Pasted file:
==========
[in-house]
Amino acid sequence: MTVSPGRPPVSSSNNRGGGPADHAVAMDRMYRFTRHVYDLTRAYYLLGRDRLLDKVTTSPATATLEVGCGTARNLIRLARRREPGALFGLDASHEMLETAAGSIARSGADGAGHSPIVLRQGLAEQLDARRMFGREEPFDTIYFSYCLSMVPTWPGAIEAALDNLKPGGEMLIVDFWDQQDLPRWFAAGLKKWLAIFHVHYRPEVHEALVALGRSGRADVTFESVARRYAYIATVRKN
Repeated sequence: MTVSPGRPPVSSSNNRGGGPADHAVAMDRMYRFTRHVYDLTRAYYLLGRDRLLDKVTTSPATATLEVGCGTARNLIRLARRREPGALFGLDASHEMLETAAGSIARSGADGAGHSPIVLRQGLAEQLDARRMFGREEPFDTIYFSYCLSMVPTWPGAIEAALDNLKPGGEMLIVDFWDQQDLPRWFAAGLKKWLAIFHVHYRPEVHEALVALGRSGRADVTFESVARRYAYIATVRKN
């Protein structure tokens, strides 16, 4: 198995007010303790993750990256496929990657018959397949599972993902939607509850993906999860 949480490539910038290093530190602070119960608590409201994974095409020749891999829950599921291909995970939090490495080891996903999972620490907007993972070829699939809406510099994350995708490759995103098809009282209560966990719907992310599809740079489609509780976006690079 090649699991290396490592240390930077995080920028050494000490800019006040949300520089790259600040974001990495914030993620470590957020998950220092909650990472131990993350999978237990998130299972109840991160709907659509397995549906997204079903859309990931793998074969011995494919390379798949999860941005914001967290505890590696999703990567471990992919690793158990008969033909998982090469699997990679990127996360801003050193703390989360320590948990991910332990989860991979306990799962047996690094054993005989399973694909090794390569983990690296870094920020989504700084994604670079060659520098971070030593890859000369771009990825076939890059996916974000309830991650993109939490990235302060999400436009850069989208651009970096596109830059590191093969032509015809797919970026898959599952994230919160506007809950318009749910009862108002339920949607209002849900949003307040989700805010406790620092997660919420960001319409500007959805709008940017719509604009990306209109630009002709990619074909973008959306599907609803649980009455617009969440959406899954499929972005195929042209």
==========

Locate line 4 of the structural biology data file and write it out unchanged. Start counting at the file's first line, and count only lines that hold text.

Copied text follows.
């Protein structure tokens, strides 16, 4: 198995007010303790993750990256496929990657018959397949599972993902939607509850993906999860 949480490539910038290093530190602070119960608590409201994974095409020749891999829950599921291909995970939090490495080891996903999972620490907007993972070829699939809406510099994350995708490759995103098809009282209560966990719907992310599809740079489609509780976006690079 090649699991290396490592240390930077995080920028050494000490800019006040949300520089790259600040974001990495914030993620470590957020998950220092909650990472131990993350999978237990998130299972109840991160709907659509397995549906997204079903859309990931793998074969011995494919390379798949999860941005914001967290505890590696999703990567471990992919690793158990008969033909998982090469699997990679990127996360801003050193703390989360320590948990991910332990989860991979306990799962047996690094054993005989399973694909090794390569983990690296870094920020989504700084994604670079060659520098971070030593890859000369771009990825076939890059996916974000309830991650993109939490990235302060999400436009850069989208651009970096596109830059590191093969032509015809797919970026898959599952994230919160506007809950318009749910009862108002339920949607209002849900949003307040989700805010406790620092997660919420960001319409500007959805709008940017719509604009990306209109630009002709990619074909973008959306599907609803649980009455617009969440959406899954499929972005195929042209």